In college I went through an assertiveness training that I think has really helped me identify and express my emotions appropriately. But people still make assumptions based on my facial expressions that are totally bizarre to me. Because I may only express my emotions verbally (explicitly) and not with my face, they assume I'm robotic and emotionless. In fact, I'm quite sensitive and need praise, recognition, etc. to balance out the criticism, but I don't get it. At least not from the people I'm supposed to get it from.
In dating, it seems like women want men who are sensitive to and supportive of them emotionally, but not the reverse--men are supposed to be self-sufficient.
Thanks for another insightful post. I am grateful for the assistance as I try to understand my AS partner.
EXCELLENT POSTING. You really understand Aspergers in adult partners and I am sure I am not the only one who appreciates your work. Thank you for your insights, as they have been very helpful to us. My Aspergers husband is a wonderful guy.
you should really write a book. we couples have nowhere to go for help except books that tell us it cannot work. i will be on the list for buying it first! or do some kind of workshop that we can all sit in on. or a talk. please! corine
THANK YOU. I found your link by accident and we get so much encouragement from your little posts. I hope you will continue to write them. My husband and I feel better just knowing there is a professional out there who gets it. But too bad you're not in NYC!
GREAT POST ON ASD. THANK YOU FOR HELPING US KEEP OUR MARRIAGE TOGETHER. YOUR WORK HAS HAD A MAJOR IMPACT ON OUR RELATIONSHIP.
Very interesting. Where's the book?
"The first step of self-care is noticing our internal states, so that we can begin to establish a routine of awareness of self."
How? In concrete terms.
My request is the same as the anonymous poster above, who asks for more specific tools for connecting with self.
Although sometimes I really wonder if there's anything there to connect with. I mean, I'm aware of my internal state, most of the time. I just don't seem to feel as strongly about things as others. Someone described it as having a diamond instead of a prism. I am never quite awash in the emotional spectrum, and I can't break it down to individual emotions. From personal experience, channeling emotion directly to some kind of visual or musical or kinesthetic output without trying to analyse it helps. But then there are days where this just feels like such an uphill battle and that I'll never get there (i.e. being able to feel and connect with people about what I'm feeling) and why can't the world just accept that this is the way I am and that I'm fine the way I am, and I'll find my own way of living that works for me.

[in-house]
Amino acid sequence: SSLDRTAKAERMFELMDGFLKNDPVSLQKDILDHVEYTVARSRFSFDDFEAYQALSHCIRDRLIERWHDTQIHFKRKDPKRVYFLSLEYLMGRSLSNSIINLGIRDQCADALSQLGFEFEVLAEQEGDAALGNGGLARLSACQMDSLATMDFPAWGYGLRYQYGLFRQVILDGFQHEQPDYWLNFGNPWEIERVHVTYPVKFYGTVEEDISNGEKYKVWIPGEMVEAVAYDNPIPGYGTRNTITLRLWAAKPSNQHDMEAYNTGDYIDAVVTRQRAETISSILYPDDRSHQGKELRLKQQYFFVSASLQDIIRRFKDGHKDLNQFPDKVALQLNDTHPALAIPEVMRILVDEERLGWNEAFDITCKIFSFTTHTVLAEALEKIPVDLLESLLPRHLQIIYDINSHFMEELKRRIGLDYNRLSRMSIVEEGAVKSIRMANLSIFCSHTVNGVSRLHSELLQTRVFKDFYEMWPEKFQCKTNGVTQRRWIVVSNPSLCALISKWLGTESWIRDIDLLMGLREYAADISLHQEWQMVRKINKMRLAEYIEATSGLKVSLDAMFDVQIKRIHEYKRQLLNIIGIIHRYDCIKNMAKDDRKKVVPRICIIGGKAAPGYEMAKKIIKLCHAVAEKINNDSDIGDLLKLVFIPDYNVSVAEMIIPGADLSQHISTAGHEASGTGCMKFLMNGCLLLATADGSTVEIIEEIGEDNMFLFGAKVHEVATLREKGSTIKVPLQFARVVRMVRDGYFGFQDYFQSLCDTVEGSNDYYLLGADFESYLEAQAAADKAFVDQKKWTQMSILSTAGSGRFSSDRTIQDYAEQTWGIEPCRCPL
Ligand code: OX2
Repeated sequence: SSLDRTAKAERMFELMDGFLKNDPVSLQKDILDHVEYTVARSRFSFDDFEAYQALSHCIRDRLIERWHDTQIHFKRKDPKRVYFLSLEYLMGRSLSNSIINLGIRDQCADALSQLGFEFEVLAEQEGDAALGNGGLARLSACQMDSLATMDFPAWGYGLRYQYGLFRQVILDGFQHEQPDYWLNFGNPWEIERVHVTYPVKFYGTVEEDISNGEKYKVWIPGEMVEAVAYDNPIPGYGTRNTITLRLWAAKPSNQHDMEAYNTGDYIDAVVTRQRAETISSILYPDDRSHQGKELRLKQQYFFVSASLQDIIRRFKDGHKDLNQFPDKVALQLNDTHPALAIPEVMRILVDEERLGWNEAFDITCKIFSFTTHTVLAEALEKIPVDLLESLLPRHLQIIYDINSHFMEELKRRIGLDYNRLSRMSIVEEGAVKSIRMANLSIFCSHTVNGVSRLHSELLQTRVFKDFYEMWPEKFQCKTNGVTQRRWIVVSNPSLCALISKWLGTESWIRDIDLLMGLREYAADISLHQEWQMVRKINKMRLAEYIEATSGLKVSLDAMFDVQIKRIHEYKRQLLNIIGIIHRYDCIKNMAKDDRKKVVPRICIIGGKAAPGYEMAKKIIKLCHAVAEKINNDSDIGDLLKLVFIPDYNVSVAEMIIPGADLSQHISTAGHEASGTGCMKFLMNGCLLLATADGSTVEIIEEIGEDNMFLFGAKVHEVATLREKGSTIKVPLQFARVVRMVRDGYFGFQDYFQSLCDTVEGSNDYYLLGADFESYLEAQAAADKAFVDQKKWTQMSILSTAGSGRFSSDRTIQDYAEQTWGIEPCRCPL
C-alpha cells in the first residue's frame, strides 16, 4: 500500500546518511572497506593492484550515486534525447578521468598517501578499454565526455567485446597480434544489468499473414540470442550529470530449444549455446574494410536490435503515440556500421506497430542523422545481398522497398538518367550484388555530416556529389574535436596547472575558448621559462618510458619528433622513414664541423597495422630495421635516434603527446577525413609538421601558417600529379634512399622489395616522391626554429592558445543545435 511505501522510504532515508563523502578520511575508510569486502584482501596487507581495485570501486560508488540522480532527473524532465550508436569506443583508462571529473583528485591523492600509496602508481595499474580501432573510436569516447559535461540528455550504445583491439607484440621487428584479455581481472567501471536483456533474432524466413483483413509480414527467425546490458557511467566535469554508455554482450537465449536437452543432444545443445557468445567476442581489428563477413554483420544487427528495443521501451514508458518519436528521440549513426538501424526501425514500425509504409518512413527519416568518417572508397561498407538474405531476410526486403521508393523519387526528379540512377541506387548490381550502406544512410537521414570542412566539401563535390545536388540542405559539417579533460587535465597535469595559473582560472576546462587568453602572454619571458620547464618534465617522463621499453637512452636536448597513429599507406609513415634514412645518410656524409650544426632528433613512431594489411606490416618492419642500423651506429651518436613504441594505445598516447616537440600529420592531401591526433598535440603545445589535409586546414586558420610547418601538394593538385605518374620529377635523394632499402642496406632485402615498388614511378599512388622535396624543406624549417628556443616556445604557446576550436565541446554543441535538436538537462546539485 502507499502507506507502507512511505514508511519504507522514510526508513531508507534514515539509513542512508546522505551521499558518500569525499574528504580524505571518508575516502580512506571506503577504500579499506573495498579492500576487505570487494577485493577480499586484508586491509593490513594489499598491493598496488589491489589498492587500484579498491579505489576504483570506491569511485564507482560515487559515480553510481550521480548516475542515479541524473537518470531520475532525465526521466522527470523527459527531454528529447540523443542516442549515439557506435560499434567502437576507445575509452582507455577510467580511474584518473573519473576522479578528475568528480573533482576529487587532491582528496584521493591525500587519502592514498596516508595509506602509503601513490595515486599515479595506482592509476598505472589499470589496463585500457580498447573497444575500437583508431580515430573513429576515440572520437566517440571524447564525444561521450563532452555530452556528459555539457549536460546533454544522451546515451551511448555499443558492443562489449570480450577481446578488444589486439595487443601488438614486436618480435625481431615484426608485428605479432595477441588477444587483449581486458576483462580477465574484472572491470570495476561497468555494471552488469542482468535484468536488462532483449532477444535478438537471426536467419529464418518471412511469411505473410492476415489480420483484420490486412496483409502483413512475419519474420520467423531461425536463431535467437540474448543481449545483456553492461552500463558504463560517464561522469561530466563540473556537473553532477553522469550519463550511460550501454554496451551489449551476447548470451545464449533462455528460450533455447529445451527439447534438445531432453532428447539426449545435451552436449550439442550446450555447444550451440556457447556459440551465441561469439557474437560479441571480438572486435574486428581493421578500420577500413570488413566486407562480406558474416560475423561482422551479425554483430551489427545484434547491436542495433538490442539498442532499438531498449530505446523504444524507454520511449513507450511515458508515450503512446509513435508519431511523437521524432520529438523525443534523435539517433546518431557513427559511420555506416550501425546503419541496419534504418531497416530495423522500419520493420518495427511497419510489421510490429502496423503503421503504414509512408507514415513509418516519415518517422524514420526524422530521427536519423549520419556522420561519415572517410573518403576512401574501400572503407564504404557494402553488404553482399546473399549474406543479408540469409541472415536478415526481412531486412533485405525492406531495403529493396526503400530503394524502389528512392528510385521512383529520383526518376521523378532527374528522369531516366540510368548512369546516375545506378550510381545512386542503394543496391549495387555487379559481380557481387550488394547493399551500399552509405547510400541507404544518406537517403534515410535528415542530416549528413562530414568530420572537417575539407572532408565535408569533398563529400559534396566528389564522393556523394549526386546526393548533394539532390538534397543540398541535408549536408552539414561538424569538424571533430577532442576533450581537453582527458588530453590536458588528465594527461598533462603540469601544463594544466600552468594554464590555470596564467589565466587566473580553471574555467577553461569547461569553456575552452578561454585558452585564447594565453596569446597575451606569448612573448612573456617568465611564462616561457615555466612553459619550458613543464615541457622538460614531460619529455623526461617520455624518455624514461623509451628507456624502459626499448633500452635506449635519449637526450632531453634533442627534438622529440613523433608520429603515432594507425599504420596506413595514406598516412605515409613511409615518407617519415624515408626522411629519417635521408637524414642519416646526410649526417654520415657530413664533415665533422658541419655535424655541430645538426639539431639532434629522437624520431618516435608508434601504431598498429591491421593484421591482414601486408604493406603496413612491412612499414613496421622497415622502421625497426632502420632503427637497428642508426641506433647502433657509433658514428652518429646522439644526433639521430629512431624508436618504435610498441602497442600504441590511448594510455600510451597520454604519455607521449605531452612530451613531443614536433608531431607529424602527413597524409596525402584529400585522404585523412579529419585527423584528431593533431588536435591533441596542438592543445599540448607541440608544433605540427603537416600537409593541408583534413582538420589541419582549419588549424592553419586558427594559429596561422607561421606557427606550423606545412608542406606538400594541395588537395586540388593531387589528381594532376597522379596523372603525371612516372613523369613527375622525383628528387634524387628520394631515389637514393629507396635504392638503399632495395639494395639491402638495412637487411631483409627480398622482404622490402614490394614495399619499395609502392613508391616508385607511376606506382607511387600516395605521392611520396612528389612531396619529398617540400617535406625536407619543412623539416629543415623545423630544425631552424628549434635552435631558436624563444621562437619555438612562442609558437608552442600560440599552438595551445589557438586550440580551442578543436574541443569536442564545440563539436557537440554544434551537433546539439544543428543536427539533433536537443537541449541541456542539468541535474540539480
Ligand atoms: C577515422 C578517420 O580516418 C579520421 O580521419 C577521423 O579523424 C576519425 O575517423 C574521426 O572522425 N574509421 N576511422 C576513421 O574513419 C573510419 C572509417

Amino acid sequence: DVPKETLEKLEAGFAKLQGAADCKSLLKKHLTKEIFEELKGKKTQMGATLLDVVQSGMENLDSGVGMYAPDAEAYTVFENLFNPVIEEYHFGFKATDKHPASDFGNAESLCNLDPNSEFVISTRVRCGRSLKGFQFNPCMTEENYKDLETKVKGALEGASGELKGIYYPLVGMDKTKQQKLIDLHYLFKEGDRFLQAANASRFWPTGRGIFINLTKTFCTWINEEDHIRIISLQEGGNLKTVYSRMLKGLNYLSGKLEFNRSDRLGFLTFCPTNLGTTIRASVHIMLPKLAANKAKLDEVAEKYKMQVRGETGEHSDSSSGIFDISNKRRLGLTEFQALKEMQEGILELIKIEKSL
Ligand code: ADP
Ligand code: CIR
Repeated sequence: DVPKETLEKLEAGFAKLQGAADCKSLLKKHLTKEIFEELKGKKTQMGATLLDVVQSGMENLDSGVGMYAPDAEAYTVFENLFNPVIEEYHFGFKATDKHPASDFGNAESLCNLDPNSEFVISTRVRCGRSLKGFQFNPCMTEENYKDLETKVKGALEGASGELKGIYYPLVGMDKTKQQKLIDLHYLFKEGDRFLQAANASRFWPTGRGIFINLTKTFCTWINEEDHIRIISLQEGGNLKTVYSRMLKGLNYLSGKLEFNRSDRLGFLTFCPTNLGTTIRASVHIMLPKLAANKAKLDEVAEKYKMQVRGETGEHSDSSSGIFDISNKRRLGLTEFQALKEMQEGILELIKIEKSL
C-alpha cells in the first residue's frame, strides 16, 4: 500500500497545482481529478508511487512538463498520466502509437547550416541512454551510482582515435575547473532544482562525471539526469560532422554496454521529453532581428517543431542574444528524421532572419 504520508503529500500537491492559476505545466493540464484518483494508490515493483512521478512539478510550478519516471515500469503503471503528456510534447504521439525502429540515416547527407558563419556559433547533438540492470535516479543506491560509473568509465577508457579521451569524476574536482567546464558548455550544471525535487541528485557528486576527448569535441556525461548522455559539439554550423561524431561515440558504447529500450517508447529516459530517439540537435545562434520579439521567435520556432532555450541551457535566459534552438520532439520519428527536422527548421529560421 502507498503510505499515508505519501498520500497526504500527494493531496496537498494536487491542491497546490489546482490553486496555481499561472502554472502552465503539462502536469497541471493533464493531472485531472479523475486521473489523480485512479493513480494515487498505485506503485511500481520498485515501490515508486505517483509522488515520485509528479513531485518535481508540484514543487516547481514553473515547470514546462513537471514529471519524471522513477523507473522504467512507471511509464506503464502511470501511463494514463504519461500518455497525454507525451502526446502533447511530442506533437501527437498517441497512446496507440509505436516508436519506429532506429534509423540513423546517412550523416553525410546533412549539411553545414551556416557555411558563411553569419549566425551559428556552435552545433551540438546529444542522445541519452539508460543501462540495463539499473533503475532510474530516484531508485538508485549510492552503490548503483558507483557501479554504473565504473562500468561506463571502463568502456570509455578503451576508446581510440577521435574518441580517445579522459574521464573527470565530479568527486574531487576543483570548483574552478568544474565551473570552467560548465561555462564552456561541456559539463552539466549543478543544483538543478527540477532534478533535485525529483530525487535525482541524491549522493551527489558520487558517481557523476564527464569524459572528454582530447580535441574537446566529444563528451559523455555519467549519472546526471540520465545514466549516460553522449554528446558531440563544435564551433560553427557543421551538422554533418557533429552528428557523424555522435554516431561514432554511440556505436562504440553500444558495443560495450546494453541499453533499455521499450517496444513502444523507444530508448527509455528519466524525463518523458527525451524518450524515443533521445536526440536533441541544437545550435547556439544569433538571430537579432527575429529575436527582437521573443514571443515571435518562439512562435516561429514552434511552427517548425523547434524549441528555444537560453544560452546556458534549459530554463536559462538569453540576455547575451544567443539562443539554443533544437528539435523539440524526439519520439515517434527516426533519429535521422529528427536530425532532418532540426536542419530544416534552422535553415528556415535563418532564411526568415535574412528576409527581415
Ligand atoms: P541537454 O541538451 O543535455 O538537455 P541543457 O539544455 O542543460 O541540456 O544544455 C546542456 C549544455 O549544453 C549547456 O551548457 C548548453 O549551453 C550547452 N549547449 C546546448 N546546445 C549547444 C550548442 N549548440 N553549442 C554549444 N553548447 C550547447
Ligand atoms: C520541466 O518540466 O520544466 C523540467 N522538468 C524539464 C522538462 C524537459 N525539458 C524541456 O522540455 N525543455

Thank you for this beautiful post. You somehow helped me understand my partner better. We are really trying very hard to make our relationship work.
This is the kind of manual that needs to be given and not the random misinformation that's at the other blogs. Appreciate your sharing this best posting.
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You can learn to tune into your own emotional states and find healthy ways to meet your needs.
I've been meeting my own emotional needs since birth, that will never change.
You can learn to articulate what you feel and ask for what you need. Relationships with other human beings can become sources of support and love.
I've been trying to figure that one out my entire life, so this oversimplification is just that. Pardon me if that sounds angry; decades' worth of social experience has yet to instill how to cultivate relationships at all, let alone as sources of love and support.
Being a male Aspie, I had begun to realise that 'relationships' lay at the heart of 'what makes female NTs tick'.
Jane Austen, the famous British author of 200 years ago 'got it' she was 'a vicars daughter' & it is why her works continue to resonate particularly with women to this day; Jane is responsible for such descriptions as ' it is a truth universally acknowledged that 'a man of good fortunate must be in want of a wife' & she was talking of the natural 'nesting instinct which is in all females (including women).
Heterosexual male humans do not want the type of role occupied by male deer - which is very much 'brief encounter - , they are 'neonatous' or 'baby like' & want far more involvement, howeve Aspie males are rejected time & again by women using their instincts rather than their head.
I to liked the first series of Sherlock for it's attempts to expose the truth of a brilliant but isolated man